Many prisons and jails are already doing double duty as mental health facilities and rehab centers. According to Estelle v. Gamble (1976), prisoners must be given “adequate” medical care. However, that’s a broad and easily yanked away right, depending on the facility and the cruelty of those involved in running it. Marino’s idea of a place where the word hospital is said before the word prison could be spun as a kindly compromise with the right savvy PR campaign.

If Marino is the choice for the ODCP, he’s likely to be a good drug warrior (who would take that job if they weren’t?). But his creativity here is unsettling. The top-down force, and the implications for law and order and the medical profession’s need to make choices without federal mandates, are dire.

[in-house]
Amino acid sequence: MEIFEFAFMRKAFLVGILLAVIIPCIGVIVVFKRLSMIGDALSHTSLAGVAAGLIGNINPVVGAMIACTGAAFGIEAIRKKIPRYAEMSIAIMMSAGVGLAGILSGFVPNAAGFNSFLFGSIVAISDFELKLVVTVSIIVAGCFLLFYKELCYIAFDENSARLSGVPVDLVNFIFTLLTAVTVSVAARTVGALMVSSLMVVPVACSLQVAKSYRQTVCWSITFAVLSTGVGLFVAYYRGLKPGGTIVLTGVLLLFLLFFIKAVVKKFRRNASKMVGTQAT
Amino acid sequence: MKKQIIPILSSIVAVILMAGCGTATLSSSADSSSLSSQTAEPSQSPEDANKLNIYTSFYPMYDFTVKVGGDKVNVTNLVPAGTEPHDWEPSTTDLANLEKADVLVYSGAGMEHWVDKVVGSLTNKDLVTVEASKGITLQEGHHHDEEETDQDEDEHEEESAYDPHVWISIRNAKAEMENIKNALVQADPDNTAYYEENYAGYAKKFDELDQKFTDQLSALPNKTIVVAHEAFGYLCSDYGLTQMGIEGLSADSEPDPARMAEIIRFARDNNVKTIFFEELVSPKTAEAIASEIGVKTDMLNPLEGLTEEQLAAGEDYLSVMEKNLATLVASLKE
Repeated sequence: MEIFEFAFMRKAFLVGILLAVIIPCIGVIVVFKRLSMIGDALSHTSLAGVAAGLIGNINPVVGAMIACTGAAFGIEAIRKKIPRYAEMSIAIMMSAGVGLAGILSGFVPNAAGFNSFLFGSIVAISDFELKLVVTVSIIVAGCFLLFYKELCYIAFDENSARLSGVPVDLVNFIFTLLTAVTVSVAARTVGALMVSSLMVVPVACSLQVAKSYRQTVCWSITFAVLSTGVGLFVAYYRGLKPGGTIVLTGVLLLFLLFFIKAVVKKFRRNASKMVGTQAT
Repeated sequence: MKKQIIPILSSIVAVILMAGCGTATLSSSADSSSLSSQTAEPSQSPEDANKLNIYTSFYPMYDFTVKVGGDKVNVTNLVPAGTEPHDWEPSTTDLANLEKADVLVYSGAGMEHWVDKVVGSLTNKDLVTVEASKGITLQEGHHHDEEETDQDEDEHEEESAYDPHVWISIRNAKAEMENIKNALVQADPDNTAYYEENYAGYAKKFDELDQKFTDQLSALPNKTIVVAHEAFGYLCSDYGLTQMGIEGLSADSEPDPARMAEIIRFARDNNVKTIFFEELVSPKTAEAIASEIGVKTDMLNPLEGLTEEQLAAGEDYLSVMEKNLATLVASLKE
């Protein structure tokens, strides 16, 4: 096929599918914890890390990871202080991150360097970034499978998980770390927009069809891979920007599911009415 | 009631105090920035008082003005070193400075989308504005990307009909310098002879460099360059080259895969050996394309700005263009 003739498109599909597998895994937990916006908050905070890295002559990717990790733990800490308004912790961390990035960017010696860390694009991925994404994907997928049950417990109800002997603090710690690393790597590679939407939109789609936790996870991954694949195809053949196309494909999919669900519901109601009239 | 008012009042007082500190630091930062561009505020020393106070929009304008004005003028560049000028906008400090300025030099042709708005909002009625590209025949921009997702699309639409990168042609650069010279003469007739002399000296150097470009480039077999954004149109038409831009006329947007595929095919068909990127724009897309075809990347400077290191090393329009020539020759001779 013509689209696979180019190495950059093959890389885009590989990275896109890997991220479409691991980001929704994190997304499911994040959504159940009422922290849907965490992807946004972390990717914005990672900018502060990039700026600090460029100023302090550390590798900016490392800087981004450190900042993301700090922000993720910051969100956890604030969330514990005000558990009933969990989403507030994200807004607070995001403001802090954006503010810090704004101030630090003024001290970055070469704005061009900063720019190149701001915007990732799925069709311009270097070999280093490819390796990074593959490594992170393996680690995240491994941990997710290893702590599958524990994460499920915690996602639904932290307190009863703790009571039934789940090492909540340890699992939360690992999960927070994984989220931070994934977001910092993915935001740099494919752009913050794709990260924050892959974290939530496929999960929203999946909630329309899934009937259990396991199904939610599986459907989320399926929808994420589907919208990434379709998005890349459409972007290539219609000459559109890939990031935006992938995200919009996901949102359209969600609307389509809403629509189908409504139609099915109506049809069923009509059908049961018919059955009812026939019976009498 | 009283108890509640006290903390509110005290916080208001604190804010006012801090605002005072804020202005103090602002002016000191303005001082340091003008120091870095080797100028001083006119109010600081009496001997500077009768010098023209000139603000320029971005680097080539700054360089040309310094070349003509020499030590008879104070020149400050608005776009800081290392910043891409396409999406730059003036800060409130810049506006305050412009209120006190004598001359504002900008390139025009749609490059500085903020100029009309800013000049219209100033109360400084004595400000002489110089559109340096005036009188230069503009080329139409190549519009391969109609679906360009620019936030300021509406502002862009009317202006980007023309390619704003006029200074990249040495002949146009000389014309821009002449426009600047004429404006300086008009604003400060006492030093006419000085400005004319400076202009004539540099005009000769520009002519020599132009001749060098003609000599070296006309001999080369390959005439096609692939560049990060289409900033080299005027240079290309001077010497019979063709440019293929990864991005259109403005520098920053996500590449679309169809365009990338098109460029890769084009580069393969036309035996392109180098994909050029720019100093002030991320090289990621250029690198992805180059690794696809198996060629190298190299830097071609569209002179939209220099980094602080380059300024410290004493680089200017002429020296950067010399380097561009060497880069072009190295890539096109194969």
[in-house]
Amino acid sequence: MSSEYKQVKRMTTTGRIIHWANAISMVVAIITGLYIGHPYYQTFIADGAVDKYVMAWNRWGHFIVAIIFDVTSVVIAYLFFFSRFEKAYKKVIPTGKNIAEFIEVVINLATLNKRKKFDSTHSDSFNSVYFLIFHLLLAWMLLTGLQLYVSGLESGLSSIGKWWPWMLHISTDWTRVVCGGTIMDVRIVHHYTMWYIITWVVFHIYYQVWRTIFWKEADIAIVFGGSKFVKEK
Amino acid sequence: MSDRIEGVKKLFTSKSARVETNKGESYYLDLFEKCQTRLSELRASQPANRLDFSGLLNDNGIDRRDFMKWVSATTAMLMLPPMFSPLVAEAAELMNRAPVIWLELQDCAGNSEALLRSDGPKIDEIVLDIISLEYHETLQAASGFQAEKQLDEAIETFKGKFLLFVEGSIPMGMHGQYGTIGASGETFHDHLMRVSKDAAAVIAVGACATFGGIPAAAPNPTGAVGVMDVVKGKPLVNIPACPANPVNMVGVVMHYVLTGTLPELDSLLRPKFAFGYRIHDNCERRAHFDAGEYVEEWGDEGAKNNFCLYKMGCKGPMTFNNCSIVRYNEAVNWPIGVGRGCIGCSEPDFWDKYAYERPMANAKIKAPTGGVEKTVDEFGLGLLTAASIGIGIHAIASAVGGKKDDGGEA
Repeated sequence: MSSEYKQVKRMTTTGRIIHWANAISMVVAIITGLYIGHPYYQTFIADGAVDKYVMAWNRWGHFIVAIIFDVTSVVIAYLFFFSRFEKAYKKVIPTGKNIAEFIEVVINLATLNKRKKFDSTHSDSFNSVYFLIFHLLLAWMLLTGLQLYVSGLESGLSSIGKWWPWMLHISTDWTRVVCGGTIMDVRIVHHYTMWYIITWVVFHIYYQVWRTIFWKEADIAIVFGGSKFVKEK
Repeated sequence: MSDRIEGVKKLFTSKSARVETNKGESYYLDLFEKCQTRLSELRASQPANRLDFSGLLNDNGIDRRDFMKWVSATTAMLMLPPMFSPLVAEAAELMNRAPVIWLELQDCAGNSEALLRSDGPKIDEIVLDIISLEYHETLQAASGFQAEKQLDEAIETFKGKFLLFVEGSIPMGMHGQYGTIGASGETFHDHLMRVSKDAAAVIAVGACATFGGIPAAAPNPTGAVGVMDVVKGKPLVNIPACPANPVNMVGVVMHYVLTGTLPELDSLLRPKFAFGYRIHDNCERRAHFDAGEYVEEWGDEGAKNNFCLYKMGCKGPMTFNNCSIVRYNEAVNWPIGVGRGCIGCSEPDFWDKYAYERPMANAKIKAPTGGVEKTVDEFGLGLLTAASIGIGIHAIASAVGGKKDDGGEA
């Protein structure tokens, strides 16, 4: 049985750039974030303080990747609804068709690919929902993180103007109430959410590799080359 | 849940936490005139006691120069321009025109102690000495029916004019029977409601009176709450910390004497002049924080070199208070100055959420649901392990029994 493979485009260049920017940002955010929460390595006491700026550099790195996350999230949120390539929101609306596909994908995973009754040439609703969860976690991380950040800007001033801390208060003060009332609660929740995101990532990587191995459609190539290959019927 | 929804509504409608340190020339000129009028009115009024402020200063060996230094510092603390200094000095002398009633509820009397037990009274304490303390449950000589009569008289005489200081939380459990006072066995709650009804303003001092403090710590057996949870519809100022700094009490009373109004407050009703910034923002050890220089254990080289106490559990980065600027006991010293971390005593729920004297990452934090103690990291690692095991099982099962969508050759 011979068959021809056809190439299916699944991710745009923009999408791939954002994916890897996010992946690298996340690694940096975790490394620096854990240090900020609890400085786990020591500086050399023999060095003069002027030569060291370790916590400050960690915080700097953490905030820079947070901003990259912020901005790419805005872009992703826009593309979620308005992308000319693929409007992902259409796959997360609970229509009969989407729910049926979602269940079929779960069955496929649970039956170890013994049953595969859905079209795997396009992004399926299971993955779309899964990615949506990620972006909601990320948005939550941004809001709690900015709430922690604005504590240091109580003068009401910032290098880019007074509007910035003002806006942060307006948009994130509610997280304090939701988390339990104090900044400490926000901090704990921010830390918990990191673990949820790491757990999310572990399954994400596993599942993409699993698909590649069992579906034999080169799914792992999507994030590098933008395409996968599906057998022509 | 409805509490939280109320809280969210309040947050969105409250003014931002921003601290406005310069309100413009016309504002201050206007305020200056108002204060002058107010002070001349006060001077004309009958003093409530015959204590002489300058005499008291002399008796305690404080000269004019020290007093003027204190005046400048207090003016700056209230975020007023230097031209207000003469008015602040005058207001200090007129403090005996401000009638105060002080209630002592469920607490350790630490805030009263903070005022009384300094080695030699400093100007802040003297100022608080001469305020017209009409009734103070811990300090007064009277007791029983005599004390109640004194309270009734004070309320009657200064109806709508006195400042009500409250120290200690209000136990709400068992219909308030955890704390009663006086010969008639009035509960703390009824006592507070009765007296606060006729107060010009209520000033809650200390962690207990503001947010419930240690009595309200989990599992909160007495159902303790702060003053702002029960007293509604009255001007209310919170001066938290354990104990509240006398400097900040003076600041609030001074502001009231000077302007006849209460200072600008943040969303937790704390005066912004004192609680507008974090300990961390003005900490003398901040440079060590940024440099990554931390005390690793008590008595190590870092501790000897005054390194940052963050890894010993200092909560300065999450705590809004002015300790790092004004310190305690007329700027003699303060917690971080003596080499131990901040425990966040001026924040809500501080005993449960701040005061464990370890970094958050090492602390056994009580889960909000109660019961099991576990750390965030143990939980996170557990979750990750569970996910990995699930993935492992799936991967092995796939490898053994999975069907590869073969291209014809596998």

The Marino plan is likely to appeal to moderates who picture it as a humanitarian step. It’s not. It’s both taking power away from doctors—who should be the only ones helping addicts if they and only if they request it—and making them too powerful, as they would presumably be the majority of the expert panel playing God and deciding if nonviolent drug offenders can be safely released back into society and reunited with their children.

Lucy Steigerwald is an editor at Young Voices and a contributing editor at Antiwar.com. She has written for Playboy.com, The American Conservative, VICE, The Daily Beast, The Washington Post’s website, and other outlets. Her Twitter is @lucystag.